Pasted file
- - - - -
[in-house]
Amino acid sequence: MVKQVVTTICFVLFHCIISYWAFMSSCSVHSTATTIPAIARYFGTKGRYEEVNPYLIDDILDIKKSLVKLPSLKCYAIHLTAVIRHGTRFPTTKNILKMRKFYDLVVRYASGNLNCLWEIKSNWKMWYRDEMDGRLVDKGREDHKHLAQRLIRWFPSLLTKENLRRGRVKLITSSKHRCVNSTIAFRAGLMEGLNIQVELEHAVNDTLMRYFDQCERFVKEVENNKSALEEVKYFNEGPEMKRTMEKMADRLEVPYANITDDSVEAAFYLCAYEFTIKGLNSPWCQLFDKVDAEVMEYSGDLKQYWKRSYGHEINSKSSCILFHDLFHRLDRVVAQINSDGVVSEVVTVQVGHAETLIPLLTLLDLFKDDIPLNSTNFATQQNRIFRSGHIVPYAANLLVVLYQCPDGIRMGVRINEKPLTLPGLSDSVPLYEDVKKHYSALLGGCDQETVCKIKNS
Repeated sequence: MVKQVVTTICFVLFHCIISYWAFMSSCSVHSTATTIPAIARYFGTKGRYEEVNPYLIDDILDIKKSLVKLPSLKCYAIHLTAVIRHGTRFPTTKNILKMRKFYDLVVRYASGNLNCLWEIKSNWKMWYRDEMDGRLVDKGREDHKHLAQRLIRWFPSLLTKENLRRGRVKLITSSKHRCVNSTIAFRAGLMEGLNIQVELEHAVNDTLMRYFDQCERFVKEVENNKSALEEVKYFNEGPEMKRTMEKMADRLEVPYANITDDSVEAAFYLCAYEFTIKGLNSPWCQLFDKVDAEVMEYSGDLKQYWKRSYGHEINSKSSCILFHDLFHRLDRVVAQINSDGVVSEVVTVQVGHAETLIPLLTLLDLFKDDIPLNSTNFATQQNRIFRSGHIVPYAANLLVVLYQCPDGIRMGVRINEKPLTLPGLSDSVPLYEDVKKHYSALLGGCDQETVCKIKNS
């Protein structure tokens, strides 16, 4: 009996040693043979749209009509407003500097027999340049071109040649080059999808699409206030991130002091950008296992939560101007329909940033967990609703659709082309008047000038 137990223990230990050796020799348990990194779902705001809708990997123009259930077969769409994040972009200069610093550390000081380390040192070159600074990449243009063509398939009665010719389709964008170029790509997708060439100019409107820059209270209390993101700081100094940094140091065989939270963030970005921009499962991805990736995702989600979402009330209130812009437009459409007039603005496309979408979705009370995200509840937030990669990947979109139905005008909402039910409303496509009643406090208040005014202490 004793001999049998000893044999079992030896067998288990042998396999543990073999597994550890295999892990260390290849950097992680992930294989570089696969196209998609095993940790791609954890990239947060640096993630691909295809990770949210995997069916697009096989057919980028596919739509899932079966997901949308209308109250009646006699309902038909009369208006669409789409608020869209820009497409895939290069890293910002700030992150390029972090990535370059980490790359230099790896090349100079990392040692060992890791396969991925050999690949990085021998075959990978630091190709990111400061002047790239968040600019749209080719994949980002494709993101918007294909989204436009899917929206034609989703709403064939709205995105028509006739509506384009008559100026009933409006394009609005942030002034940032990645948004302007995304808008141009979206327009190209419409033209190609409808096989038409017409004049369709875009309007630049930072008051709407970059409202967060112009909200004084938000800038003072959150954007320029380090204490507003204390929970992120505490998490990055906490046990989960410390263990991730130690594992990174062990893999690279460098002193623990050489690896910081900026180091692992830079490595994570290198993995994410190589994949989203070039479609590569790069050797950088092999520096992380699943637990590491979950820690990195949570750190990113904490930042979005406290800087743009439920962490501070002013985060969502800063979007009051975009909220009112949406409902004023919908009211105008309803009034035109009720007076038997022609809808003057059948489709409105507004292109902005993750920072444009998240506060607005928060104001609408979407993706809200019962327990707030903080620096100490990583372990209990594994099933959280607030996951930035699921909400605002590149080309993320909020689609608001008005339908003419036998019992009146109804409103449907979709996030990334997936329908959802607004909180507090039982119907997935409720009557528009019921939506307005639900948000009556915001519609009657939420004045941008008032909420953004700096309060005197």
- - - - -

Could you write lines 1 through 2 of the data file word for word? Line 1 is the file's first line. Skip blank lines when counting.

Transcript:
[in-house]
Amino acid sequence: MVKQVVTTICFVLFHCIISYWAFMSSCSVHSTATTIPAIARYFGTKGRYEEVNPYLIDDILDIKKSLVKLPSLKCYAIHLTAVIRHGTRFPTTKNILKMRKFYDLVVRYASGNLNCLWEIKSNWKMWYRDEMDGRLVDKGREDHKHLAQRLIRWFPSLLTKENLRRGRVKLITSSKHRCVNSTIAFRAGLMEGLNIQVELEHAVNDTLMRYFDQCERFVKEVENNKSALEEVKYFNEGPEMKRTMEKMADRLEVPYANITDDSVEAAFYLCAYEFTIKGLNSPWCQLFDKVDAEVMEYSGDLKQYWKRSYGHEINSKSSCILFHDLFHRLDRVVAQINSDGVVSEVVTVQVGHAETLIPLLTLLDLFKDDIPLNSTNFATQQNRIFRSGHIVPYAANLLVVLYQCPDGIRMGVRINEKPLTLPGLSDSVPLYEDVKKHYSALLGGCDQETVCKIKNS